Game Development Reference
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(a)
(d)
(e)
(b)
(f )
(g)
(c)
Figure 6.6. Comparison of the voxelization of the Crytek Sponza II Atrium.
(a, b) Single-frame screen-space voxelization from two distinct viewpoints where it is
not possible to capture all environment details as no information exists in the buffers.
(c) Progressive voxelization produced over several frames. (d, e) Indirect lighting buffers
corresponding to the single frame voxelization of (a) and (b). (f, g) PV indirect lighting
buffers (of the voxelization in (c)).
Figure 6.7 demonstrates progressive voxelization in a dynamic environment in
real time. In particular, it shows an animated sequence of a scene with moving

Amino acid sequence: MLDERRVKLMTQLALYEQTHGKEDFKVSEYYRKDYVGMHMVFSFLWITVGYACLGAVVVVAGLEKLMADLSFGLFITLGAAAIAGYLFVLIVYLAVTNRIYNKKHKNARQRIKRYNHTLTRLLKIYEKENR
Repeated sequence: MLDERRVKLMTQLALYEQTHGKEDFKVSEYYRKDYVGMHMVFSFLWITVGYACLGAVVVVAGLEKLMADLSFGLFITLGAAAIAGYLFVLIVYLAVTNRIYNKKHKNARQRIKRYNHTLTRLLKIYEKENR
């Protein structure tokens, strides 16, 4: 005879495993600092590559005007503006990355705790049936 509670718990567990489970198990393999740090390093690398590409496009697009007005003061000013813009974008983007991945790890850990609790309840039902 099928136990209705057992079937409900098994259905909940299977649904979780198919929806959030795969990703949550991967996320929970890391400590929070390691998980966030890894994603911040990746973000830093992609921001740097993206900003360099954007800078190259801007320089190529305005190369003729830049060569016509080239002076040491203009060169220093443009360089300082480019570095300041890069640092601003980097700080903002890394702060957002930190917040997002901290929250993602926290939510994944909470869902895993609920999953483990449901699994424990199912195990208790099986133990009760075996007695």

and deformable objects, as well as the corresponding voxelization from the camera
viewpoint. Observe how the wall behind the closed door is not initially present
in the volume, but after the door opens, it is gradually added to the volume
and remains there even after the door swings back. The same holds true for
the geometry behind the character. Notice also how the voxels representing the
articulated figure correctly change state as the figure moves.
Figure 6.8 shows a decomposition of the total algorithm running time into
the cleanup and injection stage times respectively versus different volume buffer
resolutions for three different injection grid sizes using the 3D volume textures
implementation (left) and the 2D textures implementation (center). For fixed
injection grid resolutions, we have observed that injection times are not mono-
tonically increasing with respect to volume size as one would expect. The per-
formance also decreases when the buffer viewpoint moves close to geometry.
 
 
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